National Security

Trump Holds Off on Declaring Border Emergency During State of the Union

Yet he mentioned 'urgent national crisis' and the need to secure 'dangerous' area

Image Credit: Doug Mills-Pool/Getty Images

President Donald Trump proved concerns that he would declare a state of emergency unfounded on Tuesday night during his State of the Union address.

Trump has been in an ongoing political fight over border security funding.

He started entertaining the idea of declaring a state of emergency to get the funds for a border wall during a recent partial government shutdown caused by the dispute.

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He further stoked media reports that he might do so by telling reporters to watch the State of the Union closely when asked if he would.

But any such announcement about a national emergency never came to pass in the address. He did reaffirm his commitment to securing the border with a wall during the roughly hour-long speech. He also still has the option to declare a state of emergency, though such a move would lead to unknown legal territory and likely result in lawsuits.

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He’s long said he’d prefer to work with lawmakers on a joint solution to the problem.

“Now Republicans and Democrats must join forces again to confront an urgent national crisis,” Trump declared in his address. “Congress has 10 days left to pass a bill that will fund our government, protect our homeland and secure our very dangerous southern border.”

Related: Trump: Congress Has a ‘Moral Duty’ to Address ‘National Crisis’ at the Border

Trump has discussed the possibility of declaring an emergency along the southern border during several recent press conferences. But he has held off in the hope lawmakers will be able to come up with a deal that satisfies all sides.

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The move could possibly allow the president to free up billions in emergency funds for the security wall through the National Emergencies Act.

Trump said late last year he wouldn’t sign any more spending bills that didn’t include $5.7 billion for the border wall.

Democratic leaders opposed providing any funding for the wall — which led both sides to cause the partial government shutdown on December 22. But he eventually backed way from his veto threat by signing the short-term spending bill on January 25.

The spending bill reopened the government for another three weeks to give both sides time to negotiate a deal on border security.

But while the government is reopened, for now, another shutdown could be right around the corner. The House and Senate formed a conference committee that is tasked with reaching a deal on border security before the next shutdown deadline of February 15.

Some House Democrats have been pushing for legislation that would restrict how the president could use emergency funds. There is also the chance some Democrats might seek to sue the administration. Senate Majority Leader Mitch McConnell (R-Ky.) said he would make a decision on such legislation once he sees it.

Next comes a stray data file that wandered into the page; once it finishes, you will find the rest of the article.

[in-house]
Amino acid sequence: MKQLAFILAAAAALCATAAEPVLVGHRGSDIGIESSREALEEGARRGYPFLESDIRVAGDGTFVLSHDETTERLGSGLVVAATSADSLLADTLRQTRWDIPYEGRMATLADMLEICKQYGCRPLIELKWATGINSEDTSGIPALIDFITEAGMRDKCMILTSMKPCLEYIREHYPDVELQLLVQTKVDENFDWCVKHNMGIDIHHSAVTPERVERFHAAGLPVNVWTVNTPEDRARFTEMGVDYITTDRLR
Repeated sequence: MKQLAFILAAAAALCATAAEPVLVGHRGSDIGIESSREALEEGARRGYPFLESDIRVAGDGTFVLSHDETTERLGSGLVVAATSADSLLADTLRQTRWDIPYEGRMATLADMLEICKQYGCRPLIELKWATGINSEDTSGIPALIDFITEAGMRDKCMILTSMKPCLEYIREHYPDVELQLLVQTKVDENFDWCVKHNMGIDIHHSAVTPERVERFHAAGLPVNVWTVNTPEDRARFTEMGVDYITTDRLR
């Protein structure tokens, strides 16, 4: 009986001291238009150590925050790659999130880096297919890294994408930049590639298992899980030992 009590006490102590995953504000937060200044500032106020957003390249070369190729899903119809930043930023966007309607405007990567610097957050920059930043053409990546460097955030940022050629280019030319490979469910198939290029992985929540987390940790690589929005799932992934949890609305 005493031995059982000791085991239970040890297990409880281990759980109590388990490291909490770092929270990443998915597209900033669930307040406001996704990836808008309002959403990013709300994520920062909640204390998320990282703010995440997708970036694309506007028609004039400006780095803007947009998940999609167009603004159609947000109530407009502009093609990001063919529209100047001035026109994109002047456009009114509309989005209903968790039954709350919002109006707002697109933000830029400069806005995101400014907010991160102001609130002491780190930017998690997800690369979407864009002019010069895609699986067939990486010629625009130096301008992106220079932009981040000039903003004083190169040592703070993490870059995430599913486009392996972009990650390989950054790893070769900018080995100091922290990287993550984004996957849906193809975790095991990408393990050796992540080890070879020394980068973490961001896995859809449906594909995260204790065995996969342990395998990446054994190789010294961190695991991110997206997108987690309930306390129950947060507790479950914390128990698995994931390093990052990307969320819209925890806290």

“We don’t know what route the president is going to take, so I’m not going to speculate on it at this point,” McConnell said during a press conference on Tuesday. “It is an expedited procedure with a simple majority and there is some time delay associated with it, assuming it comes over from the House. But I’m going to withhold judgment on that to see what he does.”

Trump stressed the importance of having a border wall throughout the earlier shutdown.

He argued the wall is critical to deterring illegal drugs and criminal gangs from coming into this country during his visit to the border back on January 10.

He has made similar arguments during press conferences during the shutdown as well.

The Federation for American Immigration Reform (FAIR) has closely watched the situation at the border unravel over the last year. But it’s a situation, the group says, that has been a long time in the making.

FAIR also released a study on Sunday showing that illegal aliens are, on average, incarcerated at three times the rate of legal residents.

“The humanitarian and public safety crisis we’re experiencing is not a new phenomenon, but something that has been going on for years,” FAIR spokesman Dave Ray told LifeZette. “It was only after President Trump put the national spotlight on the problem that the public has become fully aware of the size and scope of [it]. The lack of a border wall in key areas — something Border Patrol agents insist will help them secure the border — combined with rampant asylum abuse has created an ongoing and unmanageable border crisis that incentivizes illegal immigration.”

Trump has also argued that the situation along the border constitutes a crisis. He has faced several migrant caravans over the past year that have sometimes included thousands of people — with many seeking asylum.

But the surge of migrants has caused tensions along the southern border and has worsened the already contentious policy dispute among lawmakers.

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